OXFORD UNIVERSITY PRESS

Pages
168 Pages
Format
Paperback
Size
158 x 233 mm
Pub date
Nov 2012
Series
New Oxford World History
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  • Inclusive coverage of all parts of the Atlantic world
  • Uses examples of individuals caught up in larger historical patterns
  • Explores the influence of commodities on the formation of relationships within the Atlantic
  • Written in an engaging, accessible style

   
As Europeans began to move into the Atlantic in the late fifteenth century, first encountering islands and then two continents across the sea, they initiated a process that revolutionized the lives of people everywhere. American foods enriched their diets. Furs, precious metals, dyes, and many other products underwrote new luxury trades, and tobacco became the first consumer craze as the price plummeted with ever-enlarging production. 
   
Much of the technology that made new initiatives, such as sailing out of sight of land, possibly drew on Asian advances that came into Europe through North Africa. Sugar and other crops came along the same routes, and Europeans found American environments ideal for their cultivation. Leaders along the African coast controlled the developing trade with Europeans, and products from around the Atlantic entered African life. As American plantations were organized on an industrial scale, they became voracious consumers of labor. American Indians, European indentured servants, and enslaved Africans were all employed, and over time slavery became the predominant labor system in the plantation economies.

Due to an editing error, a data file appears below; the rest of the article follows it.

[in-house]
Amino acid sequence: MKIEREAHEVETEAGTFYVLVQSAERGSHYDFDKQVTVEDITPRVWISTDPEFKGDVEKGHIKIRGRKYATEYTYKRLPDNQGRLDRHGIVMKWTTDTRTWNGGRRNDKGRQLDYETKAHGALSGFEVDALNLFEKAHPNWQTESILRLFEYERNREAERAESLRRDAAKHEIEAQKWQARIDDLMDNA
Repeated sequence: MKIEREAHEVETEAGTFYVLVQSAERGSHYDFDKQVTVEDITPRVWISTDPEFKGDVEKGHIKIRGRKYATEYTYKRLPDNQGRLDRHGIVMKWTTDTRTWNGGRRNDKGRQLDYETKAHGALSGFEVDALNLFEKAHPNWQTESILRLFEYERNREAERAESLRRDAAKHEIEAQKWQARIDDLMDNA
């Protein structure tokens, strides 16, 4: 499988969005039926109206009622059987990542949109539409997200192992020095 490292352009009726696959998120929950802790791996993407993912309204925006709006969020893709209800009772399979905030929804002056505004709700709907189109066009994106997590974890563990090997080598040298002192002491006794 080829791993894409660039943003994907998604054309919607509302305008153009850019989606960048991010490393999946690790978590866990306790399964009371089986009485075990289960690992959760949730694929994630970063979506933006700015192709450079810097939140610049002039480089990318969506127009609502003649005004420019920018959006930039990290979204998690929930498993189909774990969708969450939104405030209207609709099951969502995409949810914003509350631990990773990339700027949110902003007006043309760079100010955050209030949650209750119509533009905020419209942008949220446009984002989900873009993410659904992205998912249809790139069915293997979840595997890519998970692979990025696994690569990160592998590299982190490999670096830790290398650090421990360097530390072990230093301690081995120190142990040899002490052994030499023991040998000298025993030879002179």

American Indians adopted imported technologies and goods to enhance their own lives, but diseases endemic in the rest of the world to which Americans had no acquired immunity led to dramatic population decline in some areas. From Brazil to Canada, Indians withdrew into the interior, where they formed large and powerful new confederations.
   
Atlantic exchange opened new possibilities. All around the ocean, states that had been marginal to the main centers in the continents' interiors now found themselves at the forefront of developing trades with the promise of wealth and power. European women and men whose prospects were circumscribed at home saw potential in emigration. Economic aspirations beckoned large numbers, but also, in the maelstrom following the Reformation, others sought the chance to worship as they saw fit. Many saw their hopes dashed, but some succeeded as they had desired. Ultimately, as people of African and European descent came to predominate in American populations, they broke political ties to Europe and reshaped transatlantic relationships.

Index: 

Editors' Preface
Introduction: Thinking Atlantically
1. Atlantic Memories
2. Atlantic Beginnings
3. Atlantic People 
4. Commodities: Foods, Drugs, and Dyes
5. Eighteenth-Century Realities
Epilogue: The Atlantic

Chronology
Notes
Further Reading
Websites
Index

About the author: 

Karen Ordahl Kupperman is Silver Professor of History at New York University. Her books include The Jamestown Project, Roanoke: The Abandoned Colony, Indians and English: Facing Off in Early America, which won the American Historical Association's Prize in Atlantic History, and Providence Island, 1630-1641: The Other Puritan Colony, which won the AHA's Beveridge Award for the year's best book in American history.

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